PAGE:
“It’s so important to provide support to these students who are the first in their family to attend college,” said Abigail Panter, senior associate dean for undergraduate education. “We are proud that we are at the forefront among our peers in providing innovative, high-impact educational opportunities for them.”

Lookout Scholars gather for an orientation presentation in Wilson Library. Lookout Scholars gather for an orientation presentation in Wilson Library. (photo by Donn Young)

Students supporting students

Senior Viviana Gonzalez’s parents emigrated from Guadalajara, Mexico, to Saxapahaw, N.C., when she was just a year old. From an early age, it became her dream to pursue higher education. Today Gonzalez, who is majoring in psychology and pursuing the Spanish for the professions minor, is president of the Carolina Firsts student organization. She hopes to go to medical school to become a pediatrician.

Next May, she and her sister, Alejandra, a dental hygiene major, will become the first in their family to graduate from college.

“I have fallen in love with Carolina so much. It has opened the door to a greater, broader world that I didn’t know existed,” Viviana said. “Because of my education at Carolina, and all of the skills I have acquired, I am becoming the well-rounded person I have always dreamed of becoming.”

Morgan Teeters knows the odds are often stacked against first-generation students — “we’re not as likely to be retained for a second year; we aren’t as likely to graduate, and for some, college is an unattainable dream,” she said.

The junior media and journalism major from Tellico Plains, Tenn., served as a returning student leader for the Cumpston Fellows trip this past summer. She looks forward to the opportunity to be an advocate for people dealing with borders — real and metaphorical — in all aspects of their lives.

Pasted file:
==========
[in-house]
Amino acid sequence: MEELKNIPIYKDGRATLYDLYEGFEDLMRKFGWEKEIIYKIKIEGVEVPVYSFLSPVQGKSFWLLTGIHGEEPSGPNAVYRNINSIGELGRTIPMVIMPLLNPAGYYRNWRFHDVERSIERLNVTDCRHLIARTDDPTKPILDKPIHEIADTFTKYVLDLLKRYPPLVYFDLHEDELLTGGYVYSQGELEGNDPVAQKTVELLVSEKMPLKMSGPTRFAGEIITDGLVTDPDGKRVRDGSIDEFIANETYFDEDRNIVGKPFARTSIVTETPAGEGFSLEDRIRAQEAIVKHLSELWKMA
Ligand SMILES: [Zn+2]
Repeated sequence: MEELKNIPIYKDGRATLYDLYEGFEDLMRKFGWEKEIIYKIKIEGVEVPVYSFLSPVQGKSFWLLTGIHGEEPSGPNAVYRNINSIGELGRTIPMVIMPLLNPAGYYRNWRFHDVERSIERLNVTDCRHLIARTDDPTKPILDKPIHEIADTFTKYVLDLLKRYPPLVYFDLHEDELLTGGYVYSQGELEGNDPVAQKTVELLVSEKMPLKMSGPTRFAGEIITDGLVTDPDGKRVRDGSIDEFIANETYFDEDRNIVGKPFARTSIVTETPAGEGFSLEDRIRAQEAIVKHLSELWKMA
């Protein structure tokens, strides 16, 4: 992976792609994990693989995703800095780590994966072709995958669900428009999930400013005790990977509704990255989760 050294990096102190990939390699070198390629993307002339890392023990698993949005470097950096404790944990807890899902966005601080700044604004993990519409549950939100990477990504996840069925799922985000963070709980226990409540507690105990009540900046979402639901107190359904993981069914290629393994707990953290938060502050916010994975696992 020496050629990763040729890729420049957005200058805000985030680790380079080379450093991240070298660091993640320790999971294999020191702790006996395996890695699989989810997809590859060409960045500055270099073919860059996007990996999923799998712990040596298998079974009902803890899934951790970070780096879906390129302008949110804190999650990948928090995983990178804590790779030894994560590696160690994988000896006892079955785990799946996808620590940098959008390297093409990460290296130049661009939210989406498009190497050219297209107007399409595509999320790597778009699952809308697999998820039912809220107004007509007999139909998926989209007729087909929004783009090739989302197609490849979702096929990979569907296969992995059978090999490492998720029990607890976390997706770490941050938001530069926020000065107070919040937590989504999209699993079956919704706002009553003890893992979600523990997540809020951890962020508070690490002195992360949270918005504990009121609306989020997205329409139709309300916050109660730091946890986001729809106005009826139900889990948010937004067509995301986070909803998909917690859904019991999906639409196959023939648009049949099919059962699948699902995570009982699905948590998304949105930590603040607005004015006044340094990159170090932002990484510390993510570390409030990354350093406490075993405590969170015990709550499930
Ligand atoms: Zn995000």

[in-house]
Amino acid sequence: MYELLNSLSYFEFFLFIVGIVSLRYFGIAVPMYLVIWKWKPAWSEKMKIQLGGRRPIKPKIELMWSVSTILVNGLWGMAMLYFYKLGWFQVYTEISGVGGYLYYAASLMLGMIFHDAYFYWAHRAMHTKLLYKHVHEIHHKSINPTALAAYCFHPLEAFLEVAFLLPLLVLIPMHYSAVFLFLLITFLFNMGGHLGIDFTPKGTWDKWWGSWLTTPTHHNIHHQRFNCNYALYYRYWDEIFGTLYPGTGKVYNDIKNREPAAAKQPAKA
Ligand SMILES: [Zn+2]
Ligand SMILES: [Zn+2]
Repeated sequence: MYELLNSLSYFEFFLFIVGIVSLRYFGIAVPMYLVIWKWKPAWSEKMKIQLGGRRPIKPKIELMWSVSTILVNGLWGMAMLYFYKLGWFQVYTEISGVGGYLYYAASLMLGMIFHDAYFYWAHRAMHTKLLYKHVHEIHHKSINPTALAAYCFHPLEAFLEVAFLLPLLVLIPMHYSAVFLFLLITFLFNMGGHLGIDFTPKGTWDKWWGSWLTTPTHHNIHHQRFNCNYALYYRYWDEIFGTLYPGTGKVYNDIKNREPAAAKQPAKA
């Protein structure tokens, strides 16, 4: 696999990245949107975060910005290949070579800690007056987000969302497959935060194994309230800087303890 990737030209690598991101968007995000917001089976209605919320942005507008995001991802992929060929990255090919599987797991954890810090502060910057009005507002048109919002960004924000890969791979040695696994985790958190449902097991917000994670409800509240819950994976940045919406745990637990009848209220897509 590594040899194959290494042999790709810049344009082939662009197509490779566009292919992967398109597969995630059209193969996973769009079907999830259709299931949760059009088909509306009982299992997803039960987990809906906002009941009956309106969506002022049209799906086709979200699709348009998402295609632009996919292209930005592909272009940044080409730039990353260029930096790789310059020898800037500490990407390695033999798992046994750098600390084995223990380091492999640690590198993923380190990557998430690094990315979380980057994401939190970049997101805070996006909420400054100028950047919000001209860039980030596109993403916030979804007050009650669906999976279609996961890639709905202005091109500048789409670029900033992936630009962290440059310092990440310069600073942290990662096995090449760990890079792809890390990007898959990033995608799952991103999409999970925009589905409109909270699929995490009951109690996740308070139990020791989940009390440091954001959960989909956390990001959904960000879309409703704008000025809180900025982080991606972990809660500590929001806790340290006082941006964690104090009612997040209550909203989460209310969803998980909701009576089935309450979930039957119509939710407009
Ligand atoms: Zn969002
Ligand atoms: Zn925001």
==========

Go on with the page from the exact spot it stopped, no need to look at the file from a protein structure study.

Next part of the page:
“Now I have the job of sharing what I’ve seen and learned. You can’t understand the idea of borderlands until you’ve been on both sides of that ‘wall’ yourself,” she said. “It’s the job of border-crossers to educate people about existence in both of those spaces.”

Watch a video of the Cumpston Fellows’ 2018 trip.

By Kim Weaver Spurr ’88



Climate Game-Changers

September 27, 2019
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Maribel Herrera and Nehemiah Stewart, also first-gen students, record water velocity and channel depth and width of one of their stream sites.

These brightly colored clubmosses lycopodium crassum, look like something you’d find in the ocean, but they are native to the Andes Mountains.

From left to right: Maribel Herrera, Anayancy Estacio-Manning, Megan Raisle, Chloe Schneider, Andrew Murray, Diego Riveros-Iregui, and Nehemiah Stewart.

Chloe Schneider and Megan Raisle test their floating device for measuring C02 in the air as it off-gasses from a waterbody. Students built these devices using saws, drills, and other tools in the lab during their time in Ecuador.

Climate Game-Changers

For thousands of years, the northern Andes Mountains have acted as a carbon sink, preserving organic matter as thick soil. As the planet warms, what will happen to all that carbon? This past summer, Carolina undergraduates traveled to Ecuador to take a closer look.

Students drop a sensor into a peatland poolFrom left, Maribel Herrera, Chloe Schneider and Nehemiah Stewart drop a sensor into the small pools of these peatlands, located at the Cayambe Coca Ecological Reserve in Ecuador’s northern Andes Mountains, to measure carbon. As part of UNC geographer Diego Riveros-Iregui’s NSF Early Career Award project, these undergrads — along with two more and a PhD student — spent seven weeks studying this environment to learn how carbon travels through a watershed.

Moss-covered molehills pepper the landscape, each a different shade of autumn. Some are mustard yellow, others evergreen. Upon closer inspection, petite red buds can be seen peeping through the growth while spindly, fingerlike plants called lycophytes grow long and tall on the mounds’ surface. It’s as if a coral reef was scooped up from the ocean and plopped 14,000 feet on top of a mountain.

Students leap from one mossy hump to another, occasionally overshooting their mark and slipping into the muddy waters in between. As the students stop to catch their breath, they drop a sensor into one of the pools to measure carbon. Between measurements, they look up to admire the dusty white peaks of Antisana, the fourth-highest volcano in Ecuador. Just behind it sits Cotopaxi, once thought to be the highest summit in the world and now one of South America’s most active volcanoes, having erupted more than 50 times since 1738.

Home to 27 volcanoes, Ecuador has accumulated organic matter for thousands of years, as volcanic soils accumulate more carbon than any other ecosystem. Called a páramo, this type of landscape is found in the northern Andes. It’s a tropical environment, but because of the high elevation, the temperature remains low and the decomposition of organic matter slows. Scientists call locations like this carbon sinks — places of long-term carbon storage.